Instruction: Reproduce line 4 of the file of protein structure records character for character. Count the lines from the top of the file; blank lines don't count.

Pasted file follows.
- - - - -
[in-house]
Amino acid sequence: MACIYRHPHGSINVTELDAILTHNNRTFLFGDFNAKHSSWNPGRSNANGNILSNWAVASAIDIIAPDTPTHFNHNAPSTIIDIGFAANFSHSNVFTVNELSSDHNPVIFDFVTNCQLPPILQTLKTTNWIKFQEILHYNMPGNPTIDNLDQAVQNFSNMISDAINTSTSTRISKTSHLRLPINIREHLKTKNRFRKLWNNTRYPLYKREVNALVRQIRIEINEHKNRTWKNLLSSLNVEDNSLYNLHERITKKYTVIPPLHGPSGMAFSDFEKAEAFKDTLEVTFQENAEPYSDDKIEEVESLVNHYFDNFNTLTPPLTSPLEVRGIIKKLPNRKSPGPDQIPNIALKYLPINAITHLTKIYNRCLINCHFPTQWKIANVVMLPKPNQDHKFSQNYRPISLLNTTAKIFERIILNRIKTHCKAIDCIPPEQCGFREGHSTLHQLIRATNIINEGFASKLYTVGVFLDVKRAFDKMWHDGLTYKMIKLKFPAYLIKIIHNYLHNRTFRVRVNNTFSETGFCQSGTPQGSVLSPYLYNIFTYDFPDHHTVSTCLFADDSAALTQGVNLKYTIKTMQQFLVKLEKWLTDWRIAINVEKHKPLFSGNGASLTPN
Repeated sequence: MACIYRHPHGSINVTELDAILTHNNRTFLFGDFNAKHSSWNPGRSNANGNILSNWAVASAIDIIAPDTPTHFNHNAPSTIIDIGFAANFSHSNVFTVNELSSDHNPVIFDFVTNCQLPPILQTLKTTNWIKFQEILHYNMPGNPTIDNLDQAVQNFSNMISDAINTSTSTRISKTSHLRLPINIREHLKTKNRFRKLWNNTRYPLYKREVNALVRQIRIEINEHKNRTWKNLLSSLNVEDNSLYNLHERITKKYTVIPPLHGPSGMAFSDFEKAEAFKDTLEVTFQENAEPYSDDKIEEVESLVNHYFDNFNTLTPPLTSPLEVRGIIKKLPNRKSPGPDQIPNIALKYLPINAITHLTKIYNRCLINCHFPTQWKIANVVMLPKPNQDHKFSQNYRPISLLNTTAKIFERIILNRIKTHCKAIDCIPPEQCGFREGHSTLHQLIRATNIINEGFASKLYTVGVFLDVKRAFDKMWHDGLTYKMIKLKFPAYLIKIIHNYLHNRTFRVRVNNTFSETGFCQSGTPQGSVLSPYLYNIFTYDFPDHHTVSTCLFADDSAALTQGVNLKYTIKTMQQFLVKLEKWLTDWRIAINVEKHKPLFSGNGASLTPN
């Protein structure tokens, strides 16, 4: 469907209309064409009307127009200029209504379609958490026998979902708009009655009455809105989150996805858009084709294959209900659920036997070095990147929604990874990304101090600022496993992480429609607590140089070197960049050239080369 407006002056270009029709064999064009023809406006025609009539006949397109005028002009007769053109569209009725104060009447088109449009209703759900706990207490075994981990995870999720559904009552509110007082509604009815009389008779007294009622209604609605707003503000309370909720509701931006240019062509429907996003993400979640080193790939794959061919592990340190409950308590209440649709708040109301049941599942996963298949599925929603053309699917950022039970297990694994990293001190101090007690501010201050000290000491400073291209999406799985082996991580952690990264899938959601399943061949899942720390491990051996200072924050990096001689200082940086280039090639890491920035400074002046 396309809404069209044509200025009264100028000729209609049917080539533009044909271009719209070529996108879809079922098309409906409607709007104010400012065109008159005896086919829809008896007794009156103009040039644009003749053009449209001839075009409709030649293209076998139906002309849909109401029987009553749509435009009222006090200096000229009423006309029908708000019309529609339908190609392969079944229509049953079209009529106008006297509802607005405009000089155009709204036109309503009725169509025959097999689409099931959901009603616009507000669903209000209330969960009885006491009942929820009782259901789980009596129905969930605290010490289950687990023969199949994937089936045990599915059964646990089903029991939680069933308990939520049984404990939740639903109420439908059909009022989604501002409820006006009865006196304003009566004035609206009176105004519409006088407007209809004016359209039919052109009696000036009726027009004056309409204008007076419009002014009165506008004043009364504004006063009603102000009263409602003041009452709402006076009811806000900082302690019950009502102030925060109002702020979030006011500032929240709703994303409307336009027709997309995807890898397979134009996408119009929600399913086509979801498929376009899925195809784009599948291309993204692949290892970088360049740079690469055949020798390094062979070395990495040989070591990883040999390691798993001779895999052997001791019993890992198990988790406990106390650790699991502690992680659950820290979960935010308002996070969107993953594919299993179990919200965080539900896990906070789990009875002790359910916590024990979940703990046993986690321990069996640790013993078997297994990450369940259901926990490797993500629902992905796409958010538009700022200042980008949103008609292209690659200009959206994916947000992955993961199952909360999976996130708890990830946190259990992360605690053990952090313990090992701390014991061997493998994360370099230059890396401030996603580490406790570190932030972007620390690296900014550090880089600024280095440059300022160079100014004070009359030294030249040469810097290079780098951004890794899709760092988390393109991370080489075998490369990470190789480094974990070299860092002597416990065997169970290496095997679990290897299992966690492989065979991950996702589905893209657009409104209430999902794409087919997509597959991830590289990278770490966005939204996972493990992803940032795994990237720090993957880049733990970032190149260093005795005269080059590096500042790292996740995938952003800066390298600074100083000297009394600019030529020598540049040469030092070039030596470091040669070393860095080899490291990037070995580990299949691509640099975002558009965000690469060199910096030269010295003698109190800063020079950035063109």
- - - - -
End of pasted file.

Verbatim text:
């Protein structure tokens, strides 16, 4: 469907209309064409009307127009200029209504379609958490026998979902708009009655009455809105989150996805858009084709294959209900659920036997070095990147929604990874990304101090600022496993992480429609607590140089070197960049050239080369 407006002056270009029709064999064009023809406006025609009539006949397109005028002009007769053109569209009725104060009447088109449009209703759900706990207490075994981990995870999720559904009552509110007082509604009815009389008779007294009622209604609605707003503000309370909720509701931006240019062509429907996003993400979640080193790939794959061919592990340190409950308590209440649709708040109301049941599942996963298949599925929603053309699917950022039970297990694994990293001190101090007690501010201050000290000491400073291209999406799985082996991580952690990264899938959601399943061949899942720390491990051996200072924050990096001689200082940086280039090639890491920035400074002046 396309809404069209044509200025009264100028000729209609049917080539533009044909271009719209070529996108879809079922098309409906409607709007104010400012065109008159005896086919829809008896007794009156103009040039644009003749053009449209001839075009409709030649293209076998139906002309849909109401029987009553749509435009009222006090200096000229009423006309029908708000019309529609339908190609392969079944229509049953079209009529106008006297509802607005405009000089155009709204036109309503009725169509025959097999689409099931959901009603616009507000669903209000209330969960009885006491009942929820009782259901789980009596129905969930605290010490289950687990023969199949994937089936045990599915059964646990089903029991939680069933308990939520049984404990939740639903109420439908059909009022989604501002409820006006009865006196304003009566004035609206009176105004519409006088407007209809004016359209039919052109009696000036009726027009004056309409204008007076419009002014009165506008004043009364504004006063009603102000009263409602003041009452709402006076009811806000900082302690019950009502102030925060109002702020979030006011500032929240709703994303409307336009027709997309995807890898397979134009996408119009929600399913086509979801498929376009899925195809784009599948291309993204692949290892970088360049740079690469055949020798390094062979070395990495040989070591990883040999390691798993001779895999052997001791019993890992198990988790406990106390650790699991502690992680659950820290979960935010308002996070969107993953594919299993179990919200965080539900896990906070789990009875002790359910916590024990979940703990046993986690321990069996640790013993078997297994990450369940259901926990490797993500629902992905796409958010538009700022200042980008949103008609292209690659200009959206994916947000992955993961199952909360999976996130708890990830946190259990992360605690053990952090313990090992701390014991061997493998994360370099230059890396401030996603580490406790570190932030972007620390690296900014550090880089600024280095440059300022160079100014004070009359030294030249040469810097290079780098951004890794899709760092988390393109991370080489075998490369990470190789480094974990070299860092002597416990065997169970290496095997679990290897299992966690492989065979991950996702589905893209657009409104209430999902794409087919997509597959991830590289990278770490966005939204996972493990992803940032795994990237720090993957880049733990970032190149260093005795005269080059590096500042790292996740995938952003800066390298600074100083000297009394600019030529020598540049040469030092070039030596470091040669070393860095080899490291990037070995580990299949691509640099975002558009965000690469060199910096030269010295003698109190800063020079950035063109």